Our pets love summer just as much as we do! It’s the best time of year to be out and about and enjoying all that the season has to offer, from picnics to hikes, swimming, running, or just enjoying a nap in the backyard with your best canine friend.
Warm weather can be dangerous for our pets. It’s hard for pets to keep cool when the sun is beating down, and that’s because animals don’t sweat like people do. You probably knew that dogs cool themselves through panting, but did you know that they sweat through their paws too? When there is only hot air for a dog to breathe, it’s a lot harder for that dog to keep cool. And while cats tend tolerate the heat a little better than dogs, and even prefer it (we’ve all seen a cat stretched out on a sunny windowsill), that doesn’t mean that you should forget about your cat this summer! Read on to learn some important summer safety tips for dogs and cats:
1. Never, ever, EVER leave your pet in a hot car. It can take minutes – yes, MINUTES – for a pet to develop heat stroke and suffocate in a car. Most people don’t realize how hot it gets in parked cars. On a 78 degree day, for instance, temperatures in a car can reach 90 degrees in the shade and top 160 degrees if parked directly in the sun! Your best bet is to leave your pet home on warm days. If you’re driving around with your dog or cat in the car, bring water and a water dish and take your pet with you when you leave the car.
2. Make sure your pet is protected from parasites like fleas, ticks, and mosquitoes. If not protected, your pet is at risk for heartworm, Lyme disease, Rocky Mountain spotted fever, and a host of other nasty and dangerous conditions. And don’t forget, many of these diseases can be caught by people, too!
3. Keep the paws in mind. When the sun is cooking, surfaces like asphalt or metal can get really hot! Try to keep your pet off of hot asphalt; not only can it burn paws, but it can also increase body temperature and lead to overheating. Also, it’s not a good idea to drive around with your dog in the bed of a truck – the hot metal can burn paws quickly (and they can fall out or be injured or killed in an accident).
4. Your pet should always have access to fresh water and shade. Our pets, especially dogs, get much thirstier than we do when they get hot, and other than panting and drinking, they really have no way to cool themselves down. Also, get your pet in the shade as often as possible. While dogs and cats like to sunbathe, direct sunlight can overheat them (especially dogs) and cause heat stroke.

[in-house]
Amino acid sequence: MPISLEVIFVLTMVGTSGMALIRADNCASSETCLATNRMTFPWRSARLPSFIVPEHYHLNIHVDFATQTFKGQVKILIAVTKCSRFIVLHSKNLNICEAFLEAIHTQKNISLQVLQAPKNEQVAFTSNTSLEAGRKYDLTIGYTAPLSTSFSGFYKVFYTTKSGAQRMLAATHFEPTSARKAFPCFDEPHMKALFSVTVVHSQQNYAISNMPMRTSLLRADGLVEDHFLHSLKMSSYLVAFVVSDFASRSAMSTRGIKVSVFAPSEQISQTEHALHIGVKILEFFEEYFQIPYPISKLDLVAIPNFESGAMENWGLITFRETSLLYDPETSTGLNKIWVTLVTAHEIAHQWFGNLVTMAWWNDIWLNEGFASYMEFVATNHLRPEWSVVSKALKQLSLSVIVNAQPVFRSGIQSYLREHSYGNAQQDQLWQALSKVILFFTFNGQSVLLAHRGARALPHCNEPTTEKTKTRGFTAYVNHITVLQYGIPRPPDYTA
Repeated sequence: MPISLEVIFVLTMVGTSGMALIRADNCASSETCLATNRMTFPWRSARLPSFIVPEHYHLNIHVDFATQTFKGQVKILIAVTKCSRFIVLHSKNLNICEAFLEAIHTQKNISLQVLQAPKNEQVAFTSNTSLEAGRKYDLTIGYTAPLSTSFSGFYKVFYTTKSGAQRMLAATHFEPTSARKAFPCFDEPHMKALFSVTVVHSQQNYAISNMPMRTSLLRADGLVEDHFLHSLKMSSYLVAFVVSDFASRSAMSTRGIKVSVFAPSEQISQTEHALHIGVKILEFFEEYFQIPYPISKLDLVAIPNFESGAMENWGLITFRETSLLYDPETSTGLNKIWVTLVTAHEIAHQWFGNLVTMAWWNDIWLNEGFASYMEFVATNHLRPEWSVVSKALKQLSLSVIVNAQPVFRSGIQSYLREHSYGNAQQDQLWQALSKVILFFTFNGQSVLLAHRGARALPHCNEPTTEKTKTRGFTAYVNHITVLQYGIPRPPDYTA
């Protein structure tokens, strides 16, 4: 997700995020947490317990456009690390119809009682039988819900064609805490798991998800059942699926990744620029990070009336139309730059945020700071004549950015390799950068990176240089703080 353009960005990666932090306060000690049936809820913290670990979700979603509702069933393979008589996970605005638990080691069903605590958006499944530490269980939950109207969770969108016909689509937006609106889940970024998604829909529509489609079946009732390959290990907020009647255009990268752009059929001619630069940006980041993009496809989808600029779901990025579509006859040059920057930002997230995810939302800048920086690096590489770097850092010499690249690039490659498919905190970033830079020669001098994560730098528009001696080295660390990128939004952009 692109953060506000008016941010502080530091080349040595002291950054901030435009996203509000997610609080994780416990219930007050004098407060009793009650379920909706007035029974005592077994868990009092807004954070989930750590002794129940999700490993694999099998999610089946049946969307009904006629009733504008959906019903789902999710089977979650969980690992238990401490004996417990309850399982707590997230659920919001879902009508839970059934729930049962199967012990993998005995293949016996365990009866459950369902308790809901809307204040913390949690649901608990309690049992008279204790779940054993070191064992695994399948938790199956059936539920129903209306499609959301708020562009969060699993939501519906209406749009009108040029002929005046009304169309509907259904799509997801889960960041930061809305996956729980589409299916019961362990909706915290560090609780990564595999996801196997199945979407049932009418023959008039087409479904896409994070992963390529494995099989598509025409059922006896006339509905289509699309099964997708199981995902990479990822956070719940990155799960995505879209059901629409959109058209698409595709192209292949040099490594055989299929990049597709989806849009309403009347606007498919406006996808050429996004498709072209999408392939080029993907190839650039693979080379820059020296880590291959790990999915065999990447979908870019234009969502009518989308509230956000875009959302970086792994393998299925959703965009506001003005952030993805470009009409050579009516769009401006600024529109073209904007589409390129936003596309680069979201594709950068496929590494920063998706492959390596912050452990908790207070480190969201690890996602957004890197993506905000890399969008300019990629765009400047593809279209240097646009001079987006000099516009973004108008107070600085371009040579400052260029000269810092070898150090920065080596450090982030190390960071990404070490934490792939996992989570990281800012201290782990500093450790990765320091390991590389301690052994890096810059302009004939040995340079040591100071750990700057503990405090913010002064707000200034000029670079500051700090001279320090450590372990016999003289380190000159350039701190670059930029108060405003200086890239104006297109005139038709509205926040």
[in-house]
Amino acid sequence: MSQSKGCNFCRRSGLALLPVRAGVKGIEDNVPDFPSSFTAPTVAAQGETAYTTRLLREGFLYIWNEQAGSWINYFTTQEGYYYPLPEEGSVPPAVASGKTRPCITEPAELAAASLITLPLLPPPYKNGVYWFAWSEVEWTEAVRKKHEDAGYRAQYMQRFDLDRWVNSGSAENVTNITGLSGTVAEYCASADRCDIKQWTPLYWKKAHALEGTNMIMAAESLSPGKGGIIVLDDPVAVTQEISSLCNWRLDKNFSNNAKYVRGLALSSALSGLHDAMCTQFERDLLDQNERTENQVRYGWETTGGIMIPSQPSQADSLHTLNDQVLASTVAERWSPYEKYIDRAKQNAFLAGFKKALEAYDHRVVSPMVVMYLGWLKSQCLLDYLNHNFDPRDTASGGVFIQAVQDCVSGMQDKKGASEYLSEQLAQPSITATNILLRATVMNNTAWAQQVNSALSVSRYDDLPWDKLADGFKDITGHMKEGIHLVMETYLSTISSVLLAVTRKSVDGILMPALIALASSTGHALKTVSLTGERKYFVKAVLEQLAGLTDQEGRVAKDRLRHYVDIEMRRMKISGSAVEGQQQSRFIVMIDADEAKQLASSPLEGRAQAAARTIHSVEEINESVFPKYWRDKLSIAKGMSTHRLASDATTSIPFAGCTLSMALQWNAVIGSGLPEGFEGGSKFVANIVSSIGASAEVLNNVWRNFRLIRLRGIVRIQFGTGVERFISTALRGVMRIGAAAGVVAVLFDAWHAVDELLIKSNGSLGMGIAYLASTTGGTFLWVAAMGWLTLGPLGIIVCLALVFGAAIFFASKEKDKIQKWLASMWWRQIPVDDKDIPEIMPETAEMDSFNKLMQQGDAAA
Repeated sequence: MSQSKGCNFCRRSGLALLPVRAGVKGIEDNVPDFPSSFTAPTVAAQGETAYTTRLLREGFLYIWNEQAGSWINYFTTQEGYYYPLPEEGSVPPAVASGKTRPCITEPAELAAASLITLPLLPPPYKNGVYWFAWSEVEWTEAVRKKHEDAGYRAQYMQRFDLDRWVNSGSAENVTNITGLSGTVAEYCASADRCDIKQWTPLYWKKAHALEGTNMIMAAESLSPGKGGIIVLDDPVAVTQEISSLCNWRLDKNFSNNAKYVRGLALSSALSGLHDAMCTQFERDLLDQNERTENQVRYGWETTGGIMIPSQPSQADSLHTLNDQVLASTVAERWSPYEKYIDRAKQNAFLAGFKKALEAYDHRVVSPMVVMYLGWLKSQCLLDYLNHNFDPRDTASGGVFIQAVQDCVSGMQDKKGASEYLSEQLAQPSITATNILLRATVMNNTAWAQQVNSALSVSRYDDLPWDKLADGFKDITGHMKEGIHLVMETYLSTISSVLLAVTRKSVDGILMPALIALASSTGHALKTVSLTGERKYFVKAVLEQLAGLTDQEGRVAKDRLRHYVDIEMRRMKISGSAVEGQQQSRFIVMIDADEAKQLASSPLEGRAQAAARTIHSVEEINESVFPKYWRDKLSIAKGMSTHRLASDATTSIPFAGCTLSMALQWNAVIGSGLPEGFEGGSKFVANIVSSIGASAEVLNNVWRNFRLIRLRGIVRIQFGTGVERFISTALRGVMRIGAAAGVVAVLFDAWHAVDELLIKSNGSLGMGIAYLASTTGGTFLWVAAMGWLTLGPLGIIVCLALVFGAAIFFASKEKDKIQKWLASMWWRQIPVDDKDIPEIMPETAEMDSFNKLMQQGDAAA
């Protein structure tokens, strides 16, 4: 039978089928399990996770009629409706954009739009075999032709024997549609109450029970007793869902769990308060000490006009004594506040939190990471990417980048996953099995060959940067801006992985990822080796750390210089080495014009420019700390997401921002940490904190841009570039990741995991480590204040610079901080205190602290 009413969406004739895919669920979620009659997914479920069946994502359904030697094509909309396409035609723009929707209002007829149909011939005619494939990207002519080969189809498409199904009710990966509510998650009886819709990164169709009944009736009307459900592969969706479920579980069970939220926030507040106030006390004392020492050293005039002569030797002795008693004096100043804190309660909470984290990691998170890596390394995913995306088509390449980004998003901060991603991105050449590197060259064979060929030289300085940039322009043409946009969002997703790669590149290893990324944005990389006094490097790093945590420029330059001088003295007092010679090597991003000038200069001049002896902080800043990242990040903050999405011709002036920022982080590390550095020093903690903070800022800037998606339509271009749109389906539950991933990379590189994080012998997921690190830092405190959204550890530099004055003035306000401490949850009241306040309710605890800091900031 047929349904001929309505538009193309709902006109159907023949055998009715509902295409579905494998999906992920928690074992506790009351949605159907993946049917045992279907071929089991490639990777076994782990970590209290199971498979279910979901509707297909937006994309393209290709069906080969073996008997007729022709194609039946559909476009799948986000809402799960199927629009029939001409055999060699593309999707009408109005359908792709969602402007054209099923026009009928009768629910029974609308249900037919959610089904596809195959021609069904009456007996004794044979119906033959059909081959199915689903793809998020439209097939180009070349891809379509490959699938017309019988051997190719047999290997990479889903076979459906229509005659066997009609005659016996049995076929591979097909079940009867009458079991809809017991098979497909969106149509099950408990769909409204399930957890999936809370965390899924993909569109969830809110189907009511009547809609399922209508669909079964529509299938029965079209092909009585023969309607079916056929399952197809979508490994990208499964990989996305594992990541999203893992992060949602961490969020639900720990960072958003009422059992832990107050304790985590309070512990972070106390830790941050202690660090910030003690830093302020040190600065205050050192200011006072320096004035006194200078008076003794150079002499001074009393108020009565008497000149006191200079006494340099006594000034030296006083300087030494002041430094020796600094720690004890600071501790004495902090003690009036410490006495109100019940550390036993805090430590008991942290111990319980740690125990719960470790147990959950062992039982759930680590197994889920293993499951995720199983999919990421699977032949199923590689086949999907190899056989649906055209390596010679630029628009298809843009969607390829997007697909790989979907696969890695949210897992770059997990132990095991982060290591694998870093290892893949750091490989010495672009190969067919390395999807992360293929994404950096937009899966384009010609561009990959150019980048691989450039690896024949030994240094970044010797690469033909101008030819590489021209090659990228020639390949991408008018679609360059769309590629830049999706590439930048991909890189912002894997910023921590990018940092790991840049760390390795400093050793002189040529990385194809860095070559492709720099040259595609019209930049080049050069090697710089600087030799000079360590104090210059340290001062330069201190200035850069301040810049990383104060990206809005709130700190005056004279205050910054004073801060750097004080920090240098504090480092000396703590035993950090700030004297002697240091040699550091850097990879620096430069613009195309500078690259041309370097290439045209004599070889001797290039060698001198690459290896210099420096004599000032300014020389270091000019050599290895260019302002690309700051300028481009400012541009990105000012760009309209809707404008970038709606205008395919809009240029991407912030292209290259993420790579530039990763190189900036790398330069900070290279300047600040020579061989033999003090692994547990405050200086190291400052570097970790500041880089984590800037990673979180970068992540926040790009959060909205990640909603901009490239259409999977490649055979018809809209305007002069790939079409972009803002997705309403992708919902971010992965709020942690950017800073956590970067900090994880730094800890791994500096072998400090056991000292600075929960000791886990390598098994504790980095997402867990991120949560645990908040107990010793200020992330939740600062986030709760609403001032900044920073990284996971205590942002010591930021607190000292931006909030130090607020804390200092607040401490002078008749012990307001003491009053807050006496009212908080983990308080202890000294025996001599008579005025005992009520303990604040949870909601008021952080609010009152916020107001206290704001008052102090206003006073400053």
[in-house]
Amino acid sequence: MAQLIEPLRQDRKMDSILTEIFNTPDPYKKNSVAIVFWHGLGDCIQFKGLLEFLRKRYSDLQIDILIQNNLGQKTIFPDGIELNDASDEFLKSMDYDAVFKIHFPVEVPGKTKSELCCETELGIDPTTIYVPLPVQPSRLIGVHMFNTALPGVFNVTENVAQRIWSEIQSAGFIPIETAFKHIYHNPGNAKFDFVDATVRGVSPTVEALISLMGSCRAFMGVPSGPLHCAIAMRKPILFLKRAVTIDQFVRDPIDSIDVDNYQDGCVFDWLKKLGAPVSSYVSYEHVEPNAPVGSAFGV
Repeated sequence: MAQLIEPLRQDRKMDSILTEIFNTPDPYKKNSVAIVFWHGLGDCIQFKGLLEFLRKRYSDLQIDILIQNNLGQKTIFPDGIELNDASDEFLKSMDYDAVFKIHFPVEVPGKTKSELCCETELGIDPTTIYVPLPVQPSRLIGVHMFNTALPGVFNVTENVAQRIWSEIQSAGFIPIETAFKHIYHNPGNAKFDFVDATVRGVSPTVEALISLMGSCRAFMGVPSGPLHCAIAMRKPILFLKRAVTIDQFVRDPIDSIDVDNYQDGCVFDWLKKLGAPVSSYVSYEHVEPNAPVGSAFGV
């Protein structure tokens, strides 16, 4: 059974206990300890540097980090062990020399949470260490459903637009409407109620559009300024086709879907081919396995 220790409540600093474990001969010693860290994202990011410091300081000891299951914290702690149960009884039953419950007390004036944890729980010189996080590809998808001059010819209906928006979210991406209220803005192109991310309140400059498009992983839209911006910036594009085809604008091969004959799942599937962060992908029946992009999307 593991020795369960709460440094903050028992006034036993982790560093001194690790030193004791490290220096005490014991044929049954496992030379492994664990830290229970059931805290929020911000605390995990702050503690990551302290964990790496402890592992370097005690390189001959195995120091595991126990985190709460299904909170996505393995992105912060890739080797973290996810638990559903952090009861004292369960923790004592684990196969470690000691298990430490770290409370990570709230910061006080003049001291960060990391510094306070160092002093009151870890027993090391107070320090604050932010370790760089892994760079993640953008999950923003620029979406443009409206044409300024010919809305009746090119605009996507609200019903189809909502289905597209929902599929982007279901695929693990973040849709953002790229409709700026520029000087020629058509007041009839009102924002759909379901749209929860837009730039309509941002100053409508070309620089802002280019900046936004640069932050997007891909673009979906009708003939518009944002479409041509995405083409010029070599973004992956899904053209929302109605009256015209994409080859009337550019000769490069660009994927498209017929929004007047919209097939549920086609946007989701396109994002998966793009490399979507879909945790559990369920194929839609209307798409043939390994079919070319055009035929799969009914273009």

5. If your dog loves to swim, give him his very own “kiddy pool.” Dogs who love the water love it even more in the hot months and getting wet keeps them cool. Providing a small, kid-sized pool will also keep them safe.
6. Just because dogs instinctively know how to swim doesn’t mean they’re good swimmers. And if they jump in your swimming pool, they might not be able to get out without help and could easily drown. Make sure your dog can’t get into your swimming pool without you around. And if that’s not possible, make sure he can get out on his own.
7. Believe it or not, dogs can sunburn, especially those with short or light-colored coats. And just like for people, sunburns can be painful for a dog and overexposure to the sun can lead to skin cancer. Talk to your veterinarian about sunscreens for your pet (don’t assume a sunscreen for people is appropriate for your dog).
8. If you can’t trust your dog 100% to come when called, keep him on a leash. Summertime means all sorts of exciting sights, scents, critters running around, and new and exciting places to explore. You never want to lose your pet because they became distracted in an unfamiliar environment and was lost or harmed in an accident. And remember, not every dog is meant to be off-leash; some dogs just can never be fully trusted to come when called. Make sure you understand your dog’s tendencies and err on the side of being overly-cautious.
9. After a long winter, many dogs put on a few extra pounds. Summer is the perfect time to increase his level of exercise and get in tip-top shape. A pet that maintains a healthy weight throughout his lifetime will live, on average, 2-3 years longer than an overweight pet! Just make sure not to over-exert your dog – give him or her adequate rest and if your dog is especially overweight, make sure you ease him or her into physical activity.
10. This one’s for the cats: keep your windows screened! We all know cats love windowsills. You may want your house to be ventilated, but you definitely do not want your kitty to fall out!
And perhaps most important, pay attention to your dog and cat – you’ll know when they seem uncomfortable. Summer can be a great time to spend with your dog or cat, but it’s important to keep these tips in mind as the days grow longer! Also, be sure to check out our tips for barbecue and firework safety.
And as always, make sure you talk with your veterinarian about any questions or concerns you have about your pets in warm summer weather.